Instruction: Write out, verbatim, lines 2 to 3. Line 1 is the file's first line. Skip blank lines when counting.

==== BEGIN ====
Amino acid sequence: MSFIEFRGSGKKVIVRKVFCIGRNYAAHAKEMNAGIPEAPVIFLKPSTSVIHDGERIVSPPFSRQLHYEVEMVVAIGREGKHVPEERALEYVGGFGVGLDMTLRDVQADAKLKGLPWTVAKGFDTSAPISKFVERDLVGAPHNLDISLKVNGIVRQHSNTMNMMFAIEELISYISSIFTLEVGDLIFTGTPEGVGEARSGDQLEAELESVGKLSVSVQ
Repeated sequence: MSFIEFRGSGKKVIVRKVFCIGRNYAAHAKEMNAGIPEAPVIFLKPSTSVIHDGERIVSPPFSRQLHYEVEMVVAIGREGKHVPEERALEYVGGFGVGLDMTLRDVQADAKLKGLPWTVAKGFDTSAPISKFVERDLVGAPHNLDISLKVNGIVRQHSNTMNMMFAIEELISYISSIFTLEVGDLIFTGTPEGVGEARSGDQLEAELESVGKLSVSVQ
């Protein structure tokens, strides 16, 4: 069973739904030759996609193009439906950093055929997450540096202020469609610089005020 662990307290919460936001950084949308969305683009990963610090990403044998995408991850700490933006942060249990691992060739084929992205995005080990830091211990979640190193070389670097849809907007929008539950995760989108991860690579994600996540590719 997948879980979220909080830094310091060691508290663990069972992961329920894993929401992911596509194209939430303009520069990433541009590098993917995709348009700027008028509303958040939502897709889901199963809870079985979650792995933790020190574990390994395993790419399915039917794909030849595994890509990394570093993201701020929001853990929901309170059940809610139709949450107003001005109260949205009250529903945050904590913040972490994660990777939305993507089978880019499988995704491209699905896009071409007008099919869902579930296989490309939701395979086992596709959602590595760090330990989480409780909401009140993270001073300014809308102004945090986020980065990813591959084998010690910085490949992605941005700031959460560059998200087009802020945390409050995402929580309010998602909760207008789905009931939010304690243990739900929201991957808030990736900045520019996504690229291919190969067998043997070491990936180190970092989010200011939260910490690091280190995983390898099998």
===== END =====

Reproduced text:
Repeated sequence: MSFIEFRGSGKKVIVRKVFCIGRNYAAHAKEMNAGIPEAPVIFLKPSTSVIHDGERIVSPPFSRQLHYEVEMVVAIGREGKHVPEERALEYVGGFGVGLDMTLRDVQADAKLKGLPWTVAKGFDTSAPISKFVERDLVGAPHNLDISLKVNGIVRQHSNTMNMMFAIEELISYISSIFTLEVGDLIFTGTPEGVGEARSGDQLEAELESVGKLSVSVQ
């Protein structure tokens, strides 16, 4: 069973739904030759996609193009439906950093055929997450540096202020469609610089005020 662990307290919460936001950084949308969305683009990963610090990403044998995408991850700490933006942060249990691992060739084929992205995005080990830091211990979640190193070389670097849809907007929008539950995760989108991860690579994600996540590719 997948879980979220909080830094310091060691508290663990069972992961329920894993929401992911596509194209939430303009520069990433541009590098993917995709348009700027008028509303958040939502897709889901199963809870079985979650792995933790020190574990390994395993790419399915039917794909030849595994890509990394570093993201701020929001853990929901309170059940809610139709949450107003001005109260949205009250529903945050904590913040972490994660990777939305993507089978880019499988995704491209699905896009071409007008099919869902579930296989490309939701395979086992596709959602590595760090330990989480409780909401009140993270001073300014809308102004945090986020980065990813591959084998010690910085490949992605941005700031959460560059998200087009802020945390409050995402929580309010998602909760207008789905009931939010304690243990739900929201991957808030990736900045520019996504690229291919190969067998043997070491990936180190970092989010200011939260910490690091280190995983390898099998």